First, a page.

From ospreys to hula-hoops – XpoNorth had it all

Blythe Duff stars in the award-winning, life-affirming short film Hula

Question: What’s the connection between a magnificent osprey taking a 20lb trout out of a Highland loch and Blythe Duff mastering the art of the hula-hoop?

Answer: XpoNorth, Scotland’s leading creativity festival, which took place this week in a warm and sunny Inverness.

We were in the Highland capital as delegates at XpoNorth and were wowed by the wealth of talent on display. From all corners of the country there were people from the worlds of music, screen, writing, fashion, crafts, gaming, broadcasting, publishing and textiles. Based in Eden Court, the festival was a magnificent showcase for what’s happening creatively in Scotland right now. And there is a great deal going on.

Maramedia's breathtaking osprey clip from Highlands - Scotland's Wild Heart

To watch Maramedia’s/BBC Scotland’s breathtaking osprey clip, click here

On Day One we took in as many of the events relating to writing and publishing as we could. New writers, old writers, new publishing, old publishing – change and new developments helping to maintain a thriving sector.

On Day Two there were two particular screen events I wanted to see. One was a talk by producer Nigel Pope from Maramedia discussing the making of Highlands – Scotland’s Wild Heart.  Hearing about the skills, dedication and extraordinary patience of the crew as they wait for those perfect shots was fascinating. And the clips he’d chosen to show were absolutely breathtaking!

The other event was the world premiere of young filmmaker Robin Haig’s short film Hula. As director, Robin has created a delightful film that is warm, funny and poignant, combining to perfection the performance of the hugely talented Blythe Duff and the Highland setting of Dornie, a village in Wester Ross that sits at the meeting place of the waters of Loch Duich and Loch Alsh.  It’s not in the least surprising that Robin won this year’s BAFTA Scotland New Talent Award for Best Drama.

To watch the trailer click here

To watch the trailer click here

But films don’t make themselves and we were very fortunate to meet Lindsay McGee, Hula‘s producer. Like so many people, I wasn’t fully aware of all the hard work and skill that goes on behind the scenes of any film and I suspect Robin was very glad to have the talented and capable Lindsay as her producer.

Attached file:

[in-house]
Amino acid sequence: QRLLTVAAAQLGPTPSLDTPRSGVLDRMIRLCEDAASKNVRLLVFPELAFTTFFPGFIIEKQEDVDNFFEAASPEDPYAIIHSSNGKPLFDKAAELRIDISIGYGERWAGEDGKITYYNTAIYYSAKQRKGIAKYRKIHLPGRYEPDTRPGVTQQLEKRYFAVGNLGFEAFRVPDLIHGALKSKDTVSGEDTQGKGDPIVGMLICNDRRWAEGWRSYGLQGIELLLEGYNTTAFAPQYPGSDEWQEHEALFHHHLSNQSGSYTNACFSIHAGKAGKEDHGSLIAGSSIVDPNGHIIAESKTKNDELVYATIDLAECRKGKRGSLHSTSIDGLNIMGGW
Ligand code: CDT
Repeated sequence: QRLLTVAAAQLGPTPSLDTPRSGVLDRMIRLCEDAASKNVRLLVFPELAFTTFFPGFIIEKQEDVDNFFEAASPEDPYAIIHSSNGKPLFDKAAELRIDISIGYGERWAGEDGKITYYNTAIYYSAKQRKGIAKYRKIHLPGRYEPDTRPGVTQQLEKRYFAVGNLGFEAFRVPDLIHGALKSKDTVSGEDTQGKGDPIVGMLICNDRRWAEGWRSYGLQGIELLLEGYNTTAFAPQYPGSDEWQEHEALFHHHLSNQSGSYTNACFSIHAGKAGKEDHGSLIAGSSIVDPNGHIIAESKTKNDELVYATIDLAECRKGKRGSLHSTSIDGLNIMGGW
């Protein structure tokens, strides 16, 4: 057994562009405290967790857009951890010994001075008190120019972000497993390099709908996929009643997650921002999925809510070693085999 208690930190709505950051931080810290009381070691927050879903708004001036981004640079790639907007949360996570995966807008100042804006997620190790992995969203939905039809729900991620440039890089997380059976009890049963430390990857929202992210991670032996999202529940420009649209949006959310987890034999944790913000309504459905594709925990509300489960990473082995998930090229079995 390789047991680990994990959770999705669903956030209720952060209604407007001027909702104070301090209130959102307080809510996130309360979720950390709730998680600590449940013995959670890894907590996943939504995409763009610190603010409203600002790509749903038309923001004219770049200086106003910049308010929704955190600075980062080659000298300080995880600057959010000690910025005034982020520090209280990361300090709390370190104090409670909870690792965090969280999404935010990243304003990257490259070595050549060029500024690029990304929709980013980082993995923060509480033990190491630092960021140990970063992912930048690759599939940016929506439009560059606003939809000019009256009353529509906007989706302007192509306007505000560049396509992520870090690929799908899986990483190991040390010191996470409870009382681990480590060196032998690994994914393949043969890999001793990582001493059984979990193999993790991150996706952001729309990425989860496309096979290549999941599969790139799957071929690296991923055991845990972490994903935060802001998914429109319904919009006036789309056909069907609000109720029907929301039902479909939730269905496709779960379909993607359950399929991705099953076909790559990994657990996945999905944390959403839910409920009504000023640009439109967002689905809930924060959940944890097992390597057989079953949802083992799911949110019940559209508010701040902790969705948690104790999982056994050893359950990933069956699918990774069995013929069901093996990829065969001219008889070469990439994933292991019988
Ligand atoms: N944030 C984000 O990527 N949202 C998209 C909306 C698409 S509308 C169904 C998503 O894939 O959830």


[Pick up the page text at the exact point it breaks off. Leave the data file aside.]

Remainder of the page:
All this talent, all this creativity and some of the most glorious scenery in the world – Scotland certainly has so much going for it. And who could ask for better than that!

For the BBC report on Hula’s premiere click here

Looking for Brigadoon? It’s in Wester Ross under Loch Glascarnoch!

A drowned bridge on a drowned road - across the bed of Loch Glascarnoch

A drowned bridge on a drowned road – across the bed of Loch Glascarnoch

It’s supposed to appear for one day only, once every hundred years, Brigadoon, the fabled Highland village.  Now, intriguingly, after almost 60 years under water, the old road through Glen Glascarnoch to Ullapool has reappeared in a similar fashion!

Up until the 1950s the main road from Inverness to Ullapool ran through the middle of the glen.  Though the term ‘main road’ may conjure up false images for many today: back then, as in so much of the Highlands and Islands, it was still only a single track road with passing places.

The old lost road to Ullapool

The old lost road to Ullapool

Throughout the 1940s, 50s and 60s, an unparalleled hydro-electric scheme was created throughout the Highlands, bringing ‘Power to the Glens’ for the first time ever. Glascarnoch Glen was dammed and an artificial loch, Loch Glascarnoch, created to hold water from Loch Vaich and Loch Droma, before feeding into the hydro system at  Mossford Power Station, five miles away.  When the dam was built the road was lost forever – or so it seemed.

Looking north to the drowned bridge

Looking north to the drowned bridge